ALBANY, N.Y. -- The country may yet get its best test case for traffic tolls and other measures to curb urban gridlock and global warming. But before New York City got back in the running this week to launch a federal pilot project, state and city negotiators first had to break what many saw as the intractable gridlock in Albany politics.
In this, Mayor Michael Bloomberg was a catalyst.
Ninety-six hours of high pressure negotiations pushed by Governor Eliot Spitzer ended with Bloomberg landing state approval to pursue his vision for a cleaner, less congested Manhattan and a chance for $500 million in federal funding.
In the process, the Republican-turned-independent helped bring together disparate allies -- Senate Republican leader Joseph Bruno and the Democratic governor. During weeks of unprecedented name calling and power plays, the two state leaders refused to negotiate or meet, except on their own terms.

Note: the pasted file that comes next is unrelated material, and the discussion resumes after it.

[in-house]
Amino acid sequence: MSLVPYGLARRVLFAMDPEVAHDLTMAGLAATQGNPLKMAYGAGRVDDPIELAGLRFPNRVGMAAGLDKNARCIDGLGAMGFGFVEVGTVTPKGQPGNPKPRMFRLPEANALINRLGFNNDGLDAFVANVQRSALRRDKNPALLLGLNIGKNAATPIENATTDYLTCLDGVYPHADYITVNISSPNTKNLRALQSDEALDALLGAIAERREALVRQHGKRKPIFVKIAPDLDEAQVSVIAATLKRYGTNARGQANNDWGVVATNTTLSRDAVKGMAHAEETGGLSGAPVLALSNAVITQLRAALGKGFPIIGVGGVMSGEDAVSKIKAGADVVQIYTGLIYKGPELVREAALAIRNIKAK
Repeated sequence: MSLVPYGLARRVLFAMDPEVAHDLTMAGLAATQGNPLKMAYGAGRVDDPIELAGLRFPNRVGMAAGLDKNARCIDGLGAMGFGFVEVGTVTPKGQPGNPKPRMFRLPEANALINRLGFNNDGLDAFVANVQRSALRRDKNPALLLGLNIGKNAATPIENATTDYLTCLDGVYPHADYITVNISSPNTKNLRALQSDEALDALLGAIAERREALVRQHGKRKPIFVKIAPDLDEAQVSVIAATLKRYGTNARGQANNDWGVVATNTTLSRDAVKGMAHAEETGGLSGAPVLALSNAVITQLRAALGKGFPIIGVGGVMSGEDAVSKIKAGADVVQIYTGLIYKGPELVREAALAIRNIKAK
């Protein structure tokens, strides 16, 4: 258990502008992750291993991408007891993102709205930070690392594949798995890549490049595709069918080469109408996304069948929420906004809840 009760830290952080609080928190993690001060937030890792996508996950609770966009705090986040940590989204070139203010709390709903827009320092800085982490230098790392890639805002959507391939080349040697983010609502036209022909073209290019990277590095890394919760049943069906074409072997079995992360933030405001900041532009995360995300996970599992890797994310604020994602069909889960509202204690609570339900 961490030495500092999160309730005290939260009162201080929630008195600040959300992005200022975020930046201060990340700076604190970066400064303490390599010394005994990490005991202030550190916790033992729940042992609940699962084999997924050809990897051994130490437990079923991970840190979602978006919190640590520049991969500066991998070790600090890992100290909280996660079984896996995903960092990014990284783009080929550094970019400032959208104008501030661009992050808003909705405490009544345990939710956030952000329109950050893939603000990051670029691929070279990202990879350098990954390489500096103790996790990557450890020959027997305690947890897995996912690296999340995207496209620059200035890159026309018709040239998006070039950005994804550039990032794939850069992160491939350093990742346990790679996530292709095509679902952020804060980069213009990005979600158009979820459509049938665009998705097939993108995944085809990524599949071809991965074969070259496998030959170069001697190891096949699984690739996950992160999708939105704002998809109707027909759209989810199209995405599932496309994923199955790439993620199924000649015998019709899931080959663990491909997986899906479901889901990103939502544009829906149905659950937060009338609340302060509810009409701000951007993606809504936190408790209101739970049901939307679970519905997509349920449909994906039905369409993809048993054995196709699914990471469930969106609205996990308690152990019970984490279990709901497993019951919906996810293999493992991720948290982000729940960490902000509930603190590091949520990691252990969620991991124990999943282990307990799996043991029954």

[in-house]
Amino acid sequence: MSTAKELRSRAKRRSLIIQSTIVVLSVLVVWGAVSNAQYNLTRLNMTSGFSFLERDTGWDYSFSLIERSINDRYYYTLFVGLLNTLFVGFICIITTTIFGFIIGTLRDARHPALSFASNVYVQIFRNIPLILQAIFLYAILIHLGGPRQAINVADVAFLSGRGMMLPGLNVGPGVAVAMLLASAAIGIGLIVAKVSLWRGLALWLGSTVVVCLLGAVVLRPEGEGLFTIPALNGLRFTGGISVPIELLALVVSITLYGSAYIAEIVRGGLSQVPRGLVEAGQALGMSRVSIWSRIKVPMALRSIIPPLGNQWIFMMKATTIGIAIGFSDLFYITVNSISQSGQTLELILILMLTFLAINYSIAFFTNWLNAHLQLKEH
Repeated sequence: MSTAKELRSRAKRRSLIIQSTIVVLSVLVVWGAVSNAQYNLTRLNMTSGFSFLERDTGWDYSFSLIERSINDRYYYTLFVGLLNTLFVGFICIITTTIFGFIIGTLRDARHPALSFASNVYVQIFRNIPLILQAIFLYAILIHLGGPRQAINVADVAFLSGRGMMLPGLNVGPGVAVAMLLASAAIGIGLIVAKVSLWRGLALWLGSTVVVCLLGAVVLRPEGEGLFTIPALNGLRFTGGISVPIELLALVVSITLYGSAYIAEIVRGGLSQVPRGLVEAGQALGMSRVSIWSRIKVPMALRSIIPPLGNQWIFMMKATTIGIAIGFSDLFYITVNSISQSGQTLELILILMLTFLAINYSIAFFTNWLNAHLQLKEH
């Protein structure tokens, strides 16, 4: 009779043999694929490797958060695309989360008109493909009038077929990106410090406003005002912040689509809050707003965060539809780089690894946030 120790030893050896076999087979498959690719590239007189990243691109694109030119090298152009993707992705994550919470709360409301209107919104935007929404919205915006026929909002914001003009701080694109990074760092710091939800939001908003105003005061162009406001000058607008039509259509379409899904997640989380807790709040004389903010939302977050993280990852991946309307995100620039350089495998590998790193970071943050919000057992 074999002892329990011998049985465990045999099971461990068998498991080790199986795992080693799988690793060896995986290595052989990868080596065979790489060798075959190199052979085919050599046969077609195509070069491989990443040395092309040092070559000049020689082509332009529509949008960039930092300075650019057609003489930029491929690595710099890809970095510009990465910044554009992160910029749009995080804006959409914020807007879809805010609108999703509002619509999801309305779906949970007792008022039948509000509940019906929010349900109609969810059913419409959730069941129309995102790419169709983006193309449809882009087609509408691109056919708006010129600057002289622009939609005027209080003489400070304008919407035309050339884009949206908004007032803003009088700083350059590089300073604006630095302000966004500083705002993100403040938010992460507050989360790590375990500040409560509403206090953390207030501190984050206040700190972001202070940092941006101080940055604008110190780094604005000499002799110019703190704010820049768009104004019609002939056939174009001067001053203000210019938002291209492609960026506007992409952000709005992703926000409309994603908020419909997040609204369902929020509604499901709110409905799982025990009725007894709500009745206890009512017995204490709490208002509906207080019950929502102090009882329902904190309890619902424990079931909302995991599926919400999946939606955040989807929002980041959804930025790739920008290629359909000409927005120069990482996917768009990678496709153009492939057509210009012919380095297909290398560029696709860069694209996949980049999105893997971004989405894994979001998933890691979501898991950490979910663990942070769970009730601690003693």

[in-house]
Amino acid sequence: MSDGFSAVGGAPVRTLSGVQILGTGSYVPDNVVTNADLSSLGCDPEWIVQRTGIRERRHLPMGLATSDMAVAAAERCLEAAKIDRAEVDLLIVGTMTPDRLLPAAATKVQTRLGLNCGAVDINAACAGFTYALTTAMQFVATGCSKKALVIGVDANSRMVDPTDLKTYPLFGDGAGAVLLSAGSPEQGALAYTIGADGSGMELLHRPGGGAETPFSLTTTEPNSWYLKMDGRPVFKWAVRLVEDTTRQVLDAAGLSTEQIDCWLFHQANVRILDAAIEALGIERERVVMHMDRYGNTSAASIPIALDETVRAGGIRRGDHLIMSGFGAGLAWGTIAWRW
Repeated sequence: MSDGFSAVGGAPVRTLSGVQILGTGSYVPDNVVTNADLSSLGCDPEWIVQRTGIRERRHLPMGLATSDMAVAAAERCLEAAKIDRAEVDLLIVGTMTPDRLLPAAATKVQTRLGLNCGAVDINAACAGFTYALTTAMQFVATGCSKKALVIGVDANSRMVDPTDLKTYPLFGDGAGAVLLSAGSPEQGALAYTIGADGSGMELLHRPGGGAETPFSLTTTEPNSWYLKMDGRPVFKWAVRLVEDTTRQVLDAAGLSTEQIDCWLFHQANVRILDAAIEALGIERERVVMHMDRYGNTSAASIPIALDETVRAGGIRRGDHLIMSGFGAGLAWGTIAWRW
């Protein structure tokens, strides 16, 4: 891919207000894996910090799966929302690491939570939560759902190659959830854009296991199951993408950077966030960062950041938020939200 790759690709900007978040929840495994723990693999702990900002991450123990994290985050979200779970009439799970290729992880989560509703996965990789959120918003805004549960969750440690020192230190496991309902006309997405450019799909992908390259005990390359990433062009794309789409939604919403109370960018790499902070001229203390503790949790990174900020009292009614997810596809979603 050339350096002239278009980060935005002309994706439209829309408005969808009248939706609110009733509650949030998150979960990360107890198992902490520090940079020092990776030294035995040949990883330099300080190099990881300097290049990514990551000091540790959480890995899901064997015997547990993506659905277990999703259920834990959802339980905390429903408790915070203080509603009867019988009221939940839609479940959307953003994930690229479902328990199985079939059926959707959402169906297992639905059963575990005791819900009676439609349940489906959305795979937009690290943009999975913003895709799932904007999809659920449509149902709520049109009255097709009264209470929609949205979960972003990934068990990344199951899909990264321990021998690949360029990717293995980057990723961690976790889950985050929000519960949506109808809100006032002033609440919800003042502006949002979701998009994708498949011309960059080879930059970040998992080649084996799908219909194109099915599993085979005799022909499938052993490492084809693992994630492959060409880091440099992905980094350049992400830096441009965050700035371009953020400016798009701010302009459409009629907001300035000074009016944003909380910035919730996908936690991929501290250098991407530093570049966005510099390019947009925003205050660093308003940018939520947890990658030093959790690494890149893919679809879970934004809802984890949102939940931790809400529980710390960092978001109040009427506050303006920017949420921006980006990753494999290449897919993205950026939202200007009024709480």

Although Bruno and Spitzer supported the mayor's "congestion pricing" concept, negotiations with the skeptical Assembly Democrats never started while Bruno was calling Spitzer a spoiled brat and Spitzer said Bruno chose summer vacation over doing the people's business.
Calls for investigations of each other's use of state helicopters, Bruno's claim that Spitzer used state police to spy on him, even Spitzer's bouncing of a Bruno staffer from a news conference, were part of feuding that became so heated it raised eyebrows beyond New York.
"Now, now boys," tsked the headline in The Economist of London. "Even by Albany's standards, their recent feuding has caused new highs, or rather new lows, of dysfunction."
Although an unofficial truce was floated more than a week ago, no one was buying it after past pledges blew up. Days later, political hit man Roger Stone, the GOP consultant to presidents including Ronald Reagan, was brought in by Bruno to give his narrow majority a pep talk.
But the acrimony eased late this week as negotiations over the Manhattan traffic plan intensified in Spitzer's private office, all sides said. The talks also resulted in agreement on campaign finance reform -- a measure Spitzer had most insisted on, but which Bruno had specifically insisted was irrelevant.
Bruno later said the billionaire mayor, a big campaign contributor, had "been very influential and very successful" in the negotiations.
In the end, everyone claimed they won.